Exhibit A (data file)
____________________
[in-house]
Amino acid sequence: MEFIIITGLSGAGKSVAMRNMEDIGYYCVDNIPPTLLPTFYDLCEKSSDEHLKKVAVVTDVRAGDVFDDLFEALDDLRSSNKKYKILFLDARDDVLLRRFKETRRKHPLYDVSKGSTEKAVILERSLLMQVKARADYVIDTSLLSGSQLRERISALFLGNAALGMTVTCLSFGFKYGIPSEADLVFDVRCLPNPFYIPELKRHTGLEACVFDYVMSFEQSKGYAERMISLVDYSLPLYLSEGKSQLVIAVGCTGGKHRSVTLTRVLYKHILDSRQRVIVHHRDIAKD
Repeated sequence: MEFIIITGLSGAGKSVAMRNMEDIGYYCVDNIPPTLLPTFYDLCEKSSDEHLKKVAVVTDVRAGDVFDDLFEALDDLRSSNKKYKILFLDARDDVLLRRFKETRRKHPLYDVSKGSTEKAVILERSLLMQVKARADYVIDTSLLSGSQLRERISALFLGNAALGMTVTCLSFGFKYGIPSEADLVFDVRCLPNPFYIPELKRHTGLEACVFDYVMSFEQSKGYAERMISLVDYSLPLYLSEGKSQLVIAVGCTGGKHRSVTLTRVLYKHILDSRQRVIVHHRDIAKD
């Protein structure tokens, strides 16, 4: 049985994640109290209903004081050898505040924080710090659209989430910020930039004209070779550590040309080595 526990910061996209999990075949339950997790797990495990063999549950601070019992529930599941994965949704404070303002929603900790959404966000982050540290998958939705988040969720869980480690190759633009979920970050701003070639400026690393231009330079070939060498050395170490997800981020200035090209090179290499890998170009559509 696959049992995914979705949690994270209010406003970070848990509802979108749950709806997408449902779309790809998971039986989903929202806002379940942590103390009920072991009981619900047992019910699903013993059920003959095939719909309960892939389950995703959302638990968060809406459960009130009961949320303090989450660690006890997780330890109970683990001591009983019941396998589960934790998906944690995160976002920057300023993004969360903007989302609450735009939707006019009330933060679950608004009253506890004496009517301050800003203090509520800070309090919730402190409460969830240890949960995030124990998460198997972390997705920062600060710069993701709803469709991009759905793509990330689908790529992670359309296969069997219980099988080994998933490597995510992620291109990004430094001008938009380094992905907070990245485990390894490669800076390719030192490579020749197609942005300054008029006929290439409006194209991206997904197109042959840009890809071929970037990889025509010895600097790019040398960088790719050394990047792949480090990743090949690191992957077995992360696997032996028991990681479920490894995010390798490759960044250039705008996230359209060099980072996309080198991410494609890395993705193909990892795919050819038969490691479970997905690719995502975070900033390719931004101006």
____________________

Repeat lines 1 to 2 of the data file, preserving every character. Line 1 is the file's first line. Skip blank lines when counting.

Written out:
[in-house]
Amino acid sequence: MEFIIITGLSGAGKSVAMRNMEDIGYYCVDNIPPTLLPTFYDLCEKSSDEHLKKVAVVTDVRAGDVFDDLFEALDDLRSSNKKYKILFLDARDDVLLRRFKETRRKHPLYDVSKGSTEKAVILERSLLMQVKARADYVIDTSLLSGSQLRERISALFLGNAALGMTVTCLSFGFKYGIPSEADLVFDVRCLPNPFYIPELKRHTGLEACVFDYVMSFEQSKGYAERMISLVDYSLPLYLSEGKSQLVIAVGCTGGKHRSVTLTRVLYKHILDSRQRVIVHHRDIAKD